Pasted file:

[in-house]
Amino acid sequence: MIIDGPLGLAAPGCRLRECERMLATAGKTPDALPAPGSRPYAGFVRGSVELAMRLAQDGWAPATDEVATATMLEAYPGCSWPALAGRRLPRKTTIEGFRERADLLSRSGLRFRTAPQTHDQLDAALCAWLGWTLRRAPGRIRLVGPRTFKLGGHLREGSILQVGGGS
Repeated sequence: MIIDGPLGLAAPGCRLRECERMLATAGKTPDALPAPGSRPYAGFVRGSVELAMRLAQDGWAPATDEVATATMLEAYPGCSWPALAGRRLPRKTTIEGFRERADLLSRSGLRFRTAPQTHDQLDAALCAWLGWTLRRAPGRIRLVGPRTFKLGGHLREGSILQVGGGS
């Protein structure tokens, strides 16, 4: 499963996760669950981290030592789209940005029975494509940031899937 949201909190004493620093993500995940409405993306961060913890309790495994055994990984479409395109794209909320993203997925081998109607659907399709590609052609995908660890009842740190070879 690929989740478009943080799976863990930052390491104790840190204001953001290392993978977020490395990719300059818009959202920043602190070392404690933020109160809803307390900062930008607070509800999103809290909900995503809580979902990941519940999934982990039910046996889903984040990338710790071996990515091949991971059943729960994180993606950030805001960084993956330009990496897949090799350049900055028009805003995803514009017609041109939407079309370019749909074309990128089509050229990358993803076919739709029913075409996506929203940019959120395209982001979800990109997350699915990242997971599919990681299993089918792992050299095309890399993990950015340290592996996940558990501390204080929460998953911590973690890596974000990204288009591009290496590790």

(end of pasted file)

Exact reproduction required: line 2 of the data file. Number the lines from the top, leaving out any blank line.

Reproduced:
Amino acid sequence: MIIDGPLGLAAPGCRLRECERMLATAGKTPDALPAPGSRPYAGFVRGSVELAMRLAQDGWAPATDEVATATMLEAYPGCSWPALAGRRLPRKTTIEGFRERADLLSRSGLRFRTAPQTHDQLDAALCAWLGWTLRRAPGRIRLVGPRTFKLGGHLREGSILQVGGGS